leadership, and how students extend their intellectual

skills beyond the classroom.

Students Asif and Deena Rahman, Elaine

Baynham, and Alan

Ronn won first place

in the international

ThinkQuest Team

competition in the 15

and under category

with their creation of

a website on alleviating poverty, called A Dollar a

Day (http://thinkquest.org/winners/.) Their website

received top honors by a panel of judges made up of

professional educators from around the world and

was selected from over hundreds of entries. Middle

School teachers, Marian Herman and Kim Given,

were the coaches of the ThinkQuest Team.

ANNUAL REPORT 4


2005-2006 Highlights (contd.)

100%

80%

60%

40%

20%

0%

Grade 1 2 3 4 5 6 7 8 9

Reading 81% 82% 84% 82% 83% 83% 80% 73% 71%

Math 81% 87% 91% 88% 92% 92% 88% 86% 90%

100%

2006 Stanford Achievement: Reading and Math

National Percentiles by Grade

80%

60%

40%

20%

2006 Ohio Graduation Test

Grade 10 Performance Levels

0%

Grade Limited Basic Proficient Accelerated Advanced

Reading 0.0% 0.6% 14.4% 33.7% 51.4%

Math

0.0% 1.7% 13.9% 13.9% 70.6%

Writing 0.0% 1.1% 5.6% 67.2% 26.1%

Science 0.0% 3.3% 31.1% 35.0% 30.6%

Social Studies 1.1% 1.1% 17.3% 24.6% 55.9%

• A Primary School committee composed of administrators,

faculty, and parents, conducted a thorough review of

Kindergarten programming. Their work resulted in a

recommendation and approval by the Board of Education, for a

new five hour, tuition free, extended day Kindergarten program

for the 2006-2007 school year.

Our students’ Stanford Achievement scores are in the top

twenty percent of the nation in grades one through eight.

Stanford reading scores show a three year high in grades three

and eight; math scores show a three year high in grades three

and four. While our overall Stanford results are strong, we are

still not satisfied that all students are achieving at levels that are

commensurate with their aptitude. We have identified students’

vocabulary development and writing skills as areas of need and

have already taken steps to increase student achievement in both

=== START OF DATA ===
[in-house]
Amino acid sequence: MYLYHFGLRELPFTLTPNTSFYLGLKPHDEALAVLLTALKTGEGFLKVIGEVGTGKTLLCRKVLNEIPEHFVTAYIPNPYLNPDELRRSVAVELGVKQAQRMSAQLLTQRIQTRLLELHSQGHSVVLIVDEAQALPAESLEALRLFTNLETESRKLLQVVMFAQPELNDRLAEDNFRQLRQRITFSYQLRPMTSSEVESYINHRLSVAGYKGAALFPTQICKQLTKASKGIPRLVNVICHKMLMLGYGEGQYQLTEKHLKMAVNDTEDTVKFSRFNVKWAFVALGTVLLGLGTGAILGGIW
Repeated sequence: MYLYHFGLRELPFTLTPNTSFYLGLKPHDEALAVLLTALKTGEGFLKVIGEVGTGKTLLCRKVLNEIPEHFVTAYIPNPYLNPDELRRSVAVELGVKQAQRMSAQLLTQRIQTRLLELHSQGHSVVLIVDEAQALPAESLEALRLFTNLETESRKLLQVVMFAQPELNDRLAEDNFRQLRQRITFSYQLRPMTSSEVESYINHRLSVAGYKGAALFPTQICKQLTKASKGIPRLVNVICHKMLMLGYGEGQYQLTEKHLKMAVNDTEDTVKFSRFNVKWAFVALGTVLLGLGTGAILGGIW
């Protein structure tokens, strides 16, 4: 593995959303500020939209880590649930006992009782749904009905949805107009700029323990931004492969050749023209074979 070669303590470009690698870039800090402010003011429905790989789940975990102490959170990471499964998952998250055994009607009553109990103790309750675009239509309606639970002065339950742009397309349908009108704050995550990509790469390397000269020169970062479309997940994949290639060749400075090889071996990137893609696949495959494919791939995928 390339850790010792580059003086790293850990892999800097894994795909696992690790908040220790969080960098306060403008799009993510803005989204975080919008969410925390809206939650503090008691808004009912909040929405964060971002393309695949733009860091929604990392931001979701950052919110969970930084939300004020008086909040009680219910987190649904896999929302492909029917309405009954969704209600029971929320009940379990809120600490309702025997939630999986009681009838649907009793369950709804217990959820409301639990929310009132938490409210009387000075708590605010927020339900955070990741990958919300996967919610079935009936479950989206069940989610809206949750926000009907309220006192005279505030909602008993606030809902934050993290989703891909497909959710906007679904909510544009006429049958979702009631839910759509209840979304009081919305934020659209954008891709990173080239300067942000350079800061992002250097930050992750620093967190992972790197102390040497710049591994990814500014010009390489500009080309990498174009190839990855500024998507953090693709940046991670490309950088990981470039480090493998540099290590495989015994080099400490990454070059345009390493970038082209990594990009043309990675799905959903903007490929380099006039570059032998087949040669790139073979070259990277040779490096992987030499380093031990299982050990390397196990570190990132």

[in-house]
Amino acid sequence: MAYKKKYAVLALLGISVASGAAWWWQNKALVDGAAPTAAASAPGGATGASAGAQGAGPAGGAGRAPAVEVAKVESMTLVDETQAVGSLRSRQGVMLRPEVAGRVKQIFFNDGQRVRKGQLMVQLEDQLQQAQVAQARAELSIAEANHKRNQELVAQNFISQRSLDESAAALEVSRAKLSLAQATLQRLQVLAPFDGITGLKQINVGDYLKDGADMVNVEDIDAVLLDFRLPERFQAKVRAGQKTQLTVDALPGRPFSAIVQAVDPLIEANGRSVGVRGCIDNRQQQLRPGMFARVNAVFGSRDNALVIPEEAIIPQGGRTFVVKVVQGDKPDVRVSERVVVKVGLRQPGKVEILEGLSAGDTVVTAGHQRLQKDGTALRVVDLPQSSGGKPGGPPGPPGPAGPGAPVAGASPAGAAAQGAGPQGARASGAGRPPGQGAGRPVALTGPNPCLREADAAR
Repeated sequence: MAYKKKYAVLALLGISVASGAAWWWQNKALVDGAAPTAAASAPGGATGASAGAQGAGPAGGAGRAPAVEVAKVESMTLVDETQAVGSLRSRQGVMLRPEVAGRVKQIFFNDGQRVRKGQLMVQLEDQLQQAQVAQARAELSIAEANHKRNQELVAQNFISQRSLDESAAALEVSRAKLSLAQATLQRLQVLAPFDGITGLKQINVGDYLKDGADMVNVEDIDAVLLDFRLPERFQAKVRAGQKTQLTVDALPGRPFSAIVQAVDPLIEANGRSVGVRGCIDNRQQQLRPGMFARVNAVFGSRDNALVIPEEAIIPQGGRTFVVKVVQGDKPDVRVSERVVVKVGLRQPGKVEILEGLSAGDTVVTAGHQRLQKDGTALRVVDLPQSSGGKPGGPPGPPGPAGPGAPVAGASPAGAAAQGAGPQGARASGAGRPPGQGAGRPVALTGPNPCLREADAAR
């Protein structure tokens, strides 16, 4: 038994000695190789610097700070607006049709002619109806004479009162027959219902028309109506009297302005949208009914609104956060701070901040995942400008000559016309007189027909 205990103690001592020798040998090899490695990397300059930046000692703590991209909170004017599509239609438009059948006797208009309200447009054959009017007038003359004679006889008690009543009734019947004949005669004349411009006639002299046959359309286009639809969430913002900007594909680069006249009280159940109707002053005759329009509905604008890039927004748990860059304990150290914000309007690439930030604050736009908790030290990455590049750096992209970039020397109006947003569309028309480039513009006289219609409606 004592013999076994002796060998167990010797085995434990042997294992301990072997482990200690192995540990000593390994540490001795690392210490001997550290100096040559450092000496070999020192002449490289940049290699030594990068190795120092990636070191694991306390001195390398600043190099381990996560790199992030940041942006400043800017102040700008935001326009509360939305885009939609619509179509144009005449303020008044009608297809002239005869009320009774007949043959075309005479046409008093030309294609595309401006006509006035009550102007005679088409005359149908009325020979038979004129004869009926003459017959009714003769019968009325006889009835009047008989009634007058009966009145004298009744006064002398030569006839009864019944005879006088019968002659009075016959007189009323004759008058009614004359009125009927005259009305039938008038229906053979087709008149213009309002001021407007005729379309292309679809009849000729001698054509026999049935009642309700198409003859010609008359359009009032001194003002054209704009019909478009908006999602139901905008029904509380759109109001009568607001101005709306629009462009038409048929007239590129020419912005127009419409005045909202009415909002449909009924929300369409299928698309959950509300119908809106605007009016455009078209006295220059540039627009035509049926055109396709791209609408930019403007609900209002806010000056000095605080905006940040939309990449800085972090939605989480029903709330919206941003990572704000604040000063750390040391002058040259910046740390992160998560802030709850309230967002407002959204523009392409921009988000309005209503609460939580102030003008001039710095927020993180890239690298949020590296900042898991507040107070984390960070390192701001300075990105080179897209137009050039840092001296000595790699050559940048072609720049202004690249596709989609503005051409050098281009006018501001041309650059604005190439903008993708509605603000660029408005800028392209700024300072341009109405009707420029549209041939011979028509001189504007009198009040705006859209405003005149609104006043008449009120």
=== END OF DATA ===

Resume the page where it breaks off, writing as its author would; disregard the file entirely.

of these areas.

The percentage of students scoring at or above the proficient

level on State Reading and Mathematics Achievement Tests in

grades three through eight is impressive. A large percentage of

our students are scoring in the advanced and accelerated levels

on these tests.

Our students’ performance on the Ohio Graduation Test (OGT)

is outstanding and among the highest in the State in each area.

Seventy percent of our students scored in the highest, advanced

level on the OGT mathematics test. Students’ writing skills will

5 ANNUAL REPORT


continue to be targeted to increase the percentage of students

scoring in the advanced level.

Curricular areas targeted in 2005-2006 for evaluation and

revisions as needed were foreign language and art. Strategies for

differentiating content, scope and sequence of concepts, and

integration of technology were topics addressed in this process.

Student Athletic Highlights

• 2006 Ohio High School Athletic Association

Division II Girls’ Swimming and Diving Team State

Runners-Up

• Amanda Smith – OHSAA 2006 500 Yard Freestyle

State Champion – Division II

Indian Hill High School divers Kristen Mauer and

Michael Grainger and swimmers Amanda Smith

and Margaret Fish were awarded All-American status

by the National Interscholastic Swimming Coaches

Association for the 2006 swimming and diving season

• Vinod Mahalingam and Devin McCarthy – OHSAA

Boys’ Tennis 2006 State Doubles Champions – Division II

• Ohio Tennis Coaches Association Division II 2006

Boys’ Tennis Team Champions

• Mike Scherpenberg – Recipient of the Greater

Cincinnati chapter of the National Football Foundation

and College Hall of Fame “That’s My Boy” award for

outstanding football achievement, academics and

community service

• US Lacrosse has named IHHS players Katherine

Krefting, Molly Grainger, Andrea King, Libby

Schreiner and Hope Lewis Academic All-Americans

and Andrea King was named All-American Honorable

Mention for the 2006 Girls’ Lacrosse season

ANNUAL REPORT 6


2005-2006 Highlights (contd.)

Each parent will participate

as an active partner, and

each community member will

become a knowledgeable

supporter of school programs.

Parents and Community

Parent participation and involvement in our schools continue to

be a hallmark of the Indian Hill School District. Our students and